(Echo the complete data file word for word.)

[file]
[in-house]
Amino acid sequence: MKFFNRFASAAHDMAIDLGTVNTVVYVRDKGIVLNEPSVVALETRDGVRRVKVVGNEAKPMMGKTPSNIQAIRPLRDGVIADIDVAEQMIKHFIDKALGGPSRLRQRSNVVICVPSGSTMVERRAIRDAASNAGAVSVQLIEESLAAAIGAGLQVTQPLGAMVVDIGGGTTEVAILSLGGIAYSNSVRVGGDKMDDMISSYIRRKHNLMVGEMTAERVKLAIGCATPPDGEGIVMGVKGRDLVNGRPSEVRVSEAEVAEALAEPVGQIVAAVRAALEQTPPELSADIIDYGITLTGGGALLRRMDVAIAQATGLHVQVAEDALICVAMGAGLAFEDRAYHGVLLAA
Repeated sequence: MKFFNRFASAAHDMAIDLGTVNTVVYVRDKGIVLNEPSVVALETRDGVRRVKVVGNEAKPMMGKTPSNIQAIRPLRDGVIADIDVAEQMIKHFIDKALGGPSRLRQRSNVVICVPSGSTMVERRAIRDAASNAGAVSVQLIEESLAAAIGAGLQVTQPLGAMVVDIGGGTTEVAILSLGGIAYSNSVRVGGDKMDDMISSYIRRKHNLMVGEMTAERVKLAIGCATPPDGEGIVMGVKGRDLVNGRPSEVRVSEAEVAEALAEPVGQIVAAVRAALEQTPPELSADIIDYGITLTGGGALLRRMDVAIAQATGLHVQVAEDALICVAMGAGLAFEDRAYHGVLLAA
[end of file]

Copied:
[in-house]
Amino acid sequence: MKFFNRFASAAHDMAIDLGTVNTVVYVRDKGIVLNEPSVVALETRDGVRRVKVVGNEAKPMMGKTPSNIQAIRPLRDGVIADIDVAEQMIKHFIDKALGGPSRLRQRSNVVICVPSGSTMVERRAIRDAASNAGAVSVQLIEESLAAAIGAGLQVTQPLGAMVVDIGGGTTEVAILSLGGIAYSNSVRVGGDKMDDMISSYIRRKHNLMVGEMTAERVKLAIGCATPPDGEGIVMGVKGRDLVNGRPSEVRVSEAEVAEALAEPVGQIVAAVRAALEQTPPELSADIIDYGITLTGGGALLRRMDVAIAQATGLHVQVAEDALICVAMGAGLAFEDRAYHGVLLAA
Repeated sequence: MKFFNRFASAAHDMAIDLGTVNTVVYVRDKGIVLNEPSVVALETRDGVRRVKVVGNEAKPMMGKTPSNIQAIRPLRDGVIADIDVAEQMIKHFIDKALGGPSRLRQRSNVVICVPSGSTMVERRAIRDAASNAGAVSVQLIEESLAAAIGAGLQVTQPLGAMVVDIGGGTTEVAILSLGGIAYSNSVRVGGDKMDDMISSYIRRKHNLMVGEMTAERVKLAIGCATPPDGEGIVMGVKGRDLVNGRPSEVRVSEAEVAEALAEPVGQIVAAVRAALEQTPPELSADIIDYGITLTGGGALLRRMDVAIAQATGLHVQVAEDALICVAMGAGLAFEDRAYHGVLLAA